Chapter 3. Fiction

Neptune: M and V, final scene. Photo by Roosa Oksaharju.

MC: And M? If you’ll ever see this, I want to tell you - I was so scared of you. I was scared that you would leave me, but even more so that you would stay. And now I’ve seen war, and death, and destruction, and I wish it was an exaggeration, but it’s not. And I think even after everything, I would still fear you the most. And that’s the most honest thing I could ever tell you. But if there is one memory, I could hold on to through all of this shit that is my life now, one argument for why I still bother living, that would be a memory of you, M, of us, in that corridor. Because for all the fear that I had, for all the fear that I still have, I know, and my whole body consists of this knowledge – love is stronger than fear. It is stronger than war. And even stronger than death. And I know that, because even with everything I’ve been through, I’m still here, still standing, and that’s because I know that I was loved. And you, M, wherever you are, know that you are forever loved, too.

V: Hey

M: M?

V: Your hair is very comfortable.

M: Your shoulder is comfortable, too.

V: Hey

M: M?

V starts humming a tune (Neptune), burying her nose in M’s hair. They sway in the hall, in the long corridor, slowly, hugging each other tightly.


This is the end of Neptune. I am starting this chapter with it because here I am going to discuss everything that helped my play come alive from the beginning to the end. I will examine the production process and address certain challenges that arose during it, as well as analyze the final results together with some most common points from audiences’ feedback.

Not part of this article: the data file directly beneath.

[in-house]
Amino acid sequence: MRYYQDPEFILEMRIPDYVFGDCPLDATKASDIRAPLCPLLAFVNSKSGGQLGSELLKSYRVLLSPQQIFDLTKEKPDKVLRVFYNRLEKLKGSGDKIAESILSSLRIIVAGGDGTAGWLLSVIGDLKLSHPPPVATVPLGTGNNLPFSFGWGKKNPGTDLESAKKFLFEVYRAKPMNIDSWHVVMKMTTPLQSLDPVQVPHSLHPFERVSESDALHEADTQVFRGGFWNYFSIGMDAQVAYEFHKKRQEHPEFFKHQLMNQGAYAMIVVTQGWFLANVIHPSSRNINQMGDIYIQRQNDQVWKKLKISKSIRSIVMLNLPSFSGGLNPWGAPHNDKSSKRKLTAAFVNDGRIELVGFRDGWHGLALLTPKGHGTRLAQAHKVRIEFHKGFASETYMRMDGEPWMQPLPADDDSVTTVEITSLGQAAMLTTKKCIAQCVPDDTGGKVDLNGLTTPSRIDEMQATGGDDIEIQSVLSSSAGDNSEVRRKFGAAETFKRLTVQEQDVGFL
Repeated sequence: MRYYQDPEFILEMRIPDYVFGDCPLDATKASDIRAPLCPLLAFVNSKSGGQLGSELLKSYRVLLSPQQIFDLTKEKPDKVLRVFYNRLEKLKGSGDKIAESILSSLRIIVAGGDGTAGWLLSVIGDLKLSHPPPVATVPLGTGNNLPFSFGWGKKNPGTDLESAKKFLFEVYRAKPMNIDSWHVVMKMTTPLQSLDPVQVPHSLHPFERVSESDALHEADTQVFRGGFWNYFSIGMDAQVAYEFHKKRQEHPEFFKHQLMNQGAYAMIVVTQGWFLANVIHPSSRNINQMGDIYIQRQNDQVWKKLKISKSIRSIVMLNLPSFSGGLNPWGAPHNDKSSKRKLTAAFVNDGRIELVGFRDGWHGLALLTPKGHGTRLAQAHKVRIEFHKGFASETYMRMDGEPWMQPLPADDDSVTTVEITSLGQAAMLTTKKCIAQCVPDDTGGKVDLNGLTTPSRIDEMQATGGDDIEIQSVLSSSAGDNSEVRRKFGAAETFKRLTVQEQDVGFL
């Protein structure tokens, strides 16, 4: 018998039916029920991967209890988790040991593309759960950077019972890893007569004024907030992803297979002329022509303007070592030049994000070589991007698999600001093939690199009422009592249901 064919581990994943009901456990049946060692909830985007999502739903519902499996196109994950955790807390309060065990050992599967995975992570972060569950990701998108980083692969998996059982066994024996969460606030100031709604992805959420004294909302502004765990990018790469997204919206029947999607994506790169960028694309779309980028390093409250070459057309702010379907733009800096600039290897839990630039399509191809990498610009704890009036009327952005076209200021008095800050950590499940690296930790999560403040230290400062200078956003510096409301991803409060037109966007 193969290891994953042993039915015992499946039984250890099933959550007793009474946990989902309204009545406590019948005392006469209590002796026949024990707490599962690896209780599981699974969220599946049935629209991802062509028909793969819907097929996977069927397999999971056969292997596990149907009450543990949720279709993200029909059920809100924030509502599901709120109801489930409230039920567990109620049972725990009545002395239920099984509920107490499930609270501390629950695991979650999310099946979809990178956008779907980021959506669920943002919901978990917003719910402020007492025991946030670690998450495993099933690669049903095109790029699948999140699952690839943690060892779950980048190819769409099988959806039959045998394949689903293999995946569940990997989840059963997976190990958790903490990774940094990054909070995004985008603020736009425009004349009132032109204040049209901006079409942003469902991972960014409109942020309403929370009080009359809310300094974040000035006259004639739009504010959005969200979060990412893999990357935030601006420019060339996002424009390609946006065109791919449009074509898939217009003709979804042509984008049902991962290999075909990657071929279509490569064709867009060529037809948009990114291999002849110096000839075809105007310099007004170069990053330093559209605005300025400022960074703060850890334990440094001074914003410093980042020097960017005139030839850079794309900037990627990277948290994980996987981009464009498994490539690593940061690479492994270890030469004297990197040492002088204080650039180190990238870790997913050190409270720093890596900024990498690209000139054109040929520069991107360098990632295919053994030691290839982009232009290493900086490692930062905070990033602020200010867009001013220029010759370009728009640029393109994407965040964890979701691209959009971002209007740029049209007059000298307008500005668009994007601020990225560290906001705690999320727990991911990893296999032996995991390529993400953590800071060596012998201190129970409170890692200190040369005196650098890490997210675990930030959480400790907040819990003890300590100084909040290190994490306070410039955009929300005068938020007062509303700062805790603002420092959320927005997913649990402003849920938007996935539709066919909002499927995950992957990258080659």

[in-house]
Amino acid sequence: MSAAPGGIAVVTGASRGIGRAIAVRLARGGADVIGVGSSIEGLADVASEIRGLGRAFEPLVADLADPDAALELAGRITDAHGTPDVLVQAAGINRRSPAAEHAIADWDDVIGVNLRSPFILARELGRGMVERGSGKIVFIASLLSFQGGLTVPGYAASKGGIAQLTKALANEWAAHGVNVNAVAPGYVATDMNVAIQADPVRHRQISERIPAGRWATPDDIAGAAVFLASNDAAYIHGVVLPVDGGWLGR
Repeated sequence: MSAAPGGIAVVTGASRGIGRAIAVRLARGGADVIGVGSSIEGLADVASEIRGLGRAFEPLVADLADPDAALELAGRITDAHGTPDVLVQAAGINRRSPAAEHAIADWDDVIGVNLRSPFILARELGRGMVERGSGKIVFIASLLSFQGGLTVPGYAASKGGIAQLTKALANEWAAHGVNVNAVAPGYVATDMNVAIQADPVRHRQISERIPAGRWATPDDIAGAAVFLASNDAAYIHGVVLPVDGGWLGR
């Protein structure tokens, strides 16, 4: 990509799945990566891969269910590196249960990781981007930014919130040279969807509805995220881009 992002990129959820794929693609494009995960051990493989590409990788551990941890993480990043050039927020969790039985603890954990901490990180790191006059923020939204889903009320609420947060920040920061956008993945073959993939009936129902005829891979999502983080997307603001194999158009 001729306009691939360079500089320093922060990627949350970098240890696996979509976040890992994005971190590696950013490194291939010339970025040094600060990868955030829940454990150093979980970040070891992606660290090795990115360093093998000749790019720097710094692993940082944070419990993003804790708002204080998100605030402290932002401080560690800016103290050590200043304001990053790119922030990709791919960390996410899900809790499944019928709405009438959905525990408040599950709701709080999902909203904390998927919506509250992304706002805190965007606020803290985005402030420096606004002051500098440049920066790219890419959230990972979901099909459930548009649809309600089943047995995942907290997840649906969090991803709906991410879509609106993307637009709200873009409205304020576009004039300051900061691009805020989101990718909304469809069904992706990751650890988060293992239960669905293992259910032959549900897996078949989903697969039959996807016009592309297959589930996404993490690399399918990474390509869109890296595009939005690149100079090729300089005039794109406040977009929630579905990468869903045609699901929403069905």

This chapter will include some more theoretical discussions, namely, on the issues of definitions of documentary theatre, the importance of humor and entertainment in heavily-political narratives, and the problematic nature of staging a queer production under governance of an institution. Here, I will also be explaining most important stylistic, structural and aesthetic choices that were made during staging of Neptune, in particular, the inclusion of elements of drag, camp, and cabaret cultures. All of that is meant to help in answering the following question: What methodological, aesthetical, directorial and acting choices can be made to further enhance and underline the political message of a personal, in this case specifically queer, narrative? As always, I am not sure that I will be able to answer it directly, but the exploration itself is worth a try.


I called the chapter Fiction because even though the play itself is fiction, of course, I believe that staging makes it even more fictionalized due to other people’s visions and imaginations contributing to the end product. It becomes fiction upon fiction.



3.1 Pre-production: initial thoughts and concerns.